$\begingroup$ @PhilFrost Announcing "test" is annoying, yes, but also the legal way to do this. Happens all the time on our local repeaters someone keys up, announces callsign & just says "testing" then disappears. Because of the terrain in my area we have many repeaters some can reach several hundred kilometers south, but only maybe 50 km east/west due to terrain features and elevation. People frequently test just to hear the courtesy tone on a repeater to know if they can hit it from they are and don't want to waste time with a verbose explanation of their test particularly if it is likely to fail. $\endgroup$ – BenSwayne Jun 2 '14 at 15:38
  • 1
    $\begingroup$ @BenSwayne is it too much to ask that people not be jerks, and make no useless transmissions on repeaters of any kind, legal or not? If we are looking for the most legal way to tie up a shared resource with things of no interest to anyone, we are probably on the wrong track... $\endgroup$ – Phil Frost - W8II Jun 2 '14 at 16:46
  • 2
    $\begingroup$ I have a friend that collects courtesy tones $\endgroup$ – Skyler 440 Jun 10 '14 at 1:27
  • 6
    $\begingroup$ @PhilFrost Well I'd have to disagree. I wouldn't kerchunk a repeater, but if I'm in a new town for a couple of days, I might look up the list of local repeaters and try to establish which ones I can access from various locations. At that point, I don't have anything to say really, but I transmit with my call sign to see if I can hit the repeater. A dummy load or unused frequency is no help in that circumstance. Seems perfectly reasonable to me. $\endgroup$ – N4MOX Jun 15 '14 at 1:56

Transmitting without identifying is illegal in nearly all circumstances.

One exception to this is when you make a transmission of type TEST on a band that allows such. TEST is defined as an unmodulated CW signal (since it is unmodulated, it can't include an ID). TEST is only allowed on HF bands (and a few other areas) where you might use SSB or CW.

In other words, it is legal to tune up on HF without identifying. But repeater bands (which use FM) do not allow TEST, so you must identify there, and if you key up on FM, it is modulated, even if you don't speak.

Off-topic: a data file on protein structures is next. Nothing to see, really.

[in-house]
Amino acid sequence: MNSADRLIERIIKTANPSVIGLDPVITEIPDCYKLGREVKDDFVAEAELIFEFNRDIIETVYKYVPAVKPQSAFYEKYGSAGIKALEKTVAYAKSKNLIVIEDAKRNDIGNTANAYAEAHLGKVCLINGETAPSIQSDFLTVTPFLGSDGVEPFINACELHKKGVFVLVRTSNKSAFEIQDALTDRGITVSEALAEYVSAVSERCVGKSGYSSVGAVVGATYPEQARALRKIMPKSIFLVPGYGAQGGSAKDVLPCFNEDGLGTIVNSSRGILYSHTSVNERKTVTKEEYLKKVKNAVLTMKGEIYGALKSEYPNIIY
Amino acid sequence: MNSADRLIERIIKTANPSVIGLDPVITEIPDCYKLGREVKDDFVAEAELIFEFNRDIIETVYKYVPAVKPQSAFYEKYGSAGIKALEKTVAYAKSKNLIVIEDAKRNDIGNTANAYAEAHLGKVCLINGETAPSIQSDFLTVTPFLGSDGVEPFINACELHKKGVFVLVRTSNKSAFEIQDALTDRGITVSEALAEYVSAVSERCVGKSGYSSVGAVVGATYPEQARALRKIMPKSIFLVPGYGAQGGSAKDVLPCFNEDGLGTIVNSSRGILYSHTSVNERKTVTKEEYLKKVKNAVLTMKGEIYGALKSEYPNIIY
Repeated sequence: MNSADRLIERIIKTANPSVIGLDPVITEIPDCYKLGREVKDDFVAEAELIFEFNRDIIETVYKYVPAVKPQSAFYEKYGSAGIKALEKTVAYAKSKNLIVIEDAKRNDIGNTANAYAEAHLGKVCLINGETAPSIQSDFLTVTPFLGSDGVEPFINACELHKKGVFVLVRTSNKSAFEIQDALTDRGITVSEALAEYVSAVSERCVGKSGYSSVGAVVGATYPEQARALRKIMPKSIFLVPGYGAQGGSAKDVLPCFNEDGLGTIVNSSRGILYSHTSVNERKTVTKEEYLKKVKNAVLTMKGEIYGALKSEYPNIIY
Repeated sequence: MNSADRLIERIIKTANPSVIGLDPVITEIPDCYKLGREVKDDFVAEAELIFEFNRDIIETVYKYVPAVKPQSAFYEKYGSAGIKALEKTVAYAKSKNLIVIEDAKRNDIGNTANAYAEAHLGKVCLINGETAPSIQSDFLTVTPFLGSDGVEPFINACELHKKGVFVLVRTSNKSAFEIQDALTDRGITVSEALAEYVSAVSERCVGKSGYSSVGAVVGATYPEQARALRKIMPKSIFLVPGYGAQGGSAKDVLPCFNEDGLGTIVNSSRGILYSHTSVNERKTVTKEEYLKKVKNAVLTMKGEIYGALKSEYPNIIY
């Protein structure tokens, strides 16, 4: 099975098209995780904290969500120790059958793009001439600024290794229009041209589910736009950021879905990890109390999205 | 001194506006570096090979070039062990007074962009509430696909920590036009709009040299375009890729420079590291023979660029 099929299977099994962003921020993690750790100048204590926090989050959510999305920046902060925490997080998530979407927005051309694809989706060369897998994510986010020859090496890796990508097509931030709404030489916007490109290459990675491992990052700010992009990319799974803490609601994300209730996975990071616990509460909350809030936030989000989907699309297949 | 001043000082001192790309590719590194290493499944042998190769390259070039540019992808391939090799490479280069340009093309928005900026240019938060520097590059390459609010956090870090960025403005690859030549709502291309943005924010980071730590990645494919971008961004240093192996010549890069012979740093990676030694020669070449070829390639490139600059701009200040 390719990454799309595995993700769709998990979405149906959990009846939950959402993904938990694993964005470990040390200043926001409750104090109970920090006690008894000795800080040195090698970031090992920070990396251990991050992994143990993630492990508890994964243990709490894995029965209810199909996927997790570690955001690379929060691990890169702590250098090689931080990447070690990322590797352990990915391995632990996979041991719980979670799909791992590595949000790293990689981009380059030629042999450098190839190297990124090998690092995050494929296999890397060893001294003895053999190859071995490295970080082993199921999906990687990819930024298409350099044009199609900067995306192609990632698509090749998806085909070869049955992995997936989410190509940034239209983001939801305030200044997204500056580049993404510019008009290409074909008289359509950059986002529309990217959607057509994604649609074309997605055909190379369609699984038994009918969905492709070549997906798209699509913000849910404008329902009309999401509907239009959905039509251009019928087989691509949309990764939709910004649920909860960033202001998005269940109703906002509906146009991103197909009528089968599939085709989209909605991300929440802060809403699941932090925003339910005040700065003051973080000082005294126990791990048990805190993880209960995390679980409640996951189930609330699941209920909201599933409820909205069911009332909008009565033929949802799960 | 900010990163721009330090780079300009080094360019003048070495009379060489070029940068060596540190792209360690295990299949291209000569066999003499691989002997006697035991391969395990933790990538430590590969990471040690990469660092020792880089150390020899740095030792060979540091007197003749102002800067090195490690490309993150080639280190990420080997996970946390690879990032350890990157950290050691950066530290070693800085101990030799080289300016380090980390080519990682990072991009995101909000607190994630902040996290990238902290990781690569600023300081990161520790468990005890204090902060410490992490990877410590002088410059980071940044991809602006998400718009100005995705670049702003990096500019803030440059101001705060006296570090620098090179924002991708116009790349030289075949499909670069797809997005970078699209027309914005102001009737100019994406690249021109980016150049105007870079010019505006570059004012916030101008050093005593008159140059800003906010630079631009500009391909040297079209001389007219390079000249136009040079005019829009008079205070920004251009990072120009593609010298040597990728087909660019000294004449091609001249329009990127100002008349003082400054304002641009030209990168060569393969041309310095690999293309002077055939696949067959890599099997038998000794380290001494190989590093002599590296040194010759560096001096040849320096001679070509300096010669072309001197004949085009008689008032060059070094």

• 1
    $\begingroup$ "...it is legal to tune up on HF without identifying..." Are you sure about that? $\endgroup$ – Mike Waters Oct 4 '19 at 1:00
  • $\begingroup$ Yes. Read the section of part 97 about TEST. TEST by definition, can't include an identification. $\endgroup$ – user10489 Oct 4 '19 at 1:08
  • 2
    $\begingroup$ I suggest that you edit your answer and insert a link and quote, as Phil Frost nicely did here. $\endgroup$ – Mike Waters Oct 4 '19 at 1:20
  • $\begingroup$ Whoops, I just noticed that the question was not referring to HF at all. $\endgroup$ – Mike Waters Oct 4 '19 at 1:54
  • $\begingroup$ Ya, I'd quote the test section, but it's not relevant to this question beyond being a counterexample. $\endgroup$ – user10489 Oct 4 '19 at 4:12

Keying up is keying up -to a repeater- not to any individual. If you key up and do not speak then you are merely checking to verify a connection to the -repeater-. It actually -is- proper etiquette to merely key-up. You would speak when you want a conversation. Lets not confuse wanting a conversation with verifying your system is connecting with the repeater system. Proper etiquette is to keep conversation to a minimum in an emergency. The statute is not intended to clarify keying up or establishing a connection between a radio operator and a repeater. the law pertains to when people communicate generally speaking. There is nothing rude about keying up. It is not a personal assault on anyone else. When someone keys up they -should- be merely establishing a connection. They are allowed to listen & not communicate. That is part of the allowance permitted by our licenses; being a good -listener. Please don't confuse the above reference statute. Please enjoy the hobby. KM4FZQ

  • 3
    $\begingroup$ Listening & not communicating is done with the receiver portion of your transceiver, not the transmitter portion. If you key up, you're transmitting, and must abide by the regulations that govern transmission. $\endgroup$ – Zeiss Ikon Oct 2 '19 at 17:03

Your Answer

By clicking “Post Your Answer”, you agree to our terms of service, privacy policy and cookie policy

Not the answer you're looking for? Browse other questions tagged or ask your own question.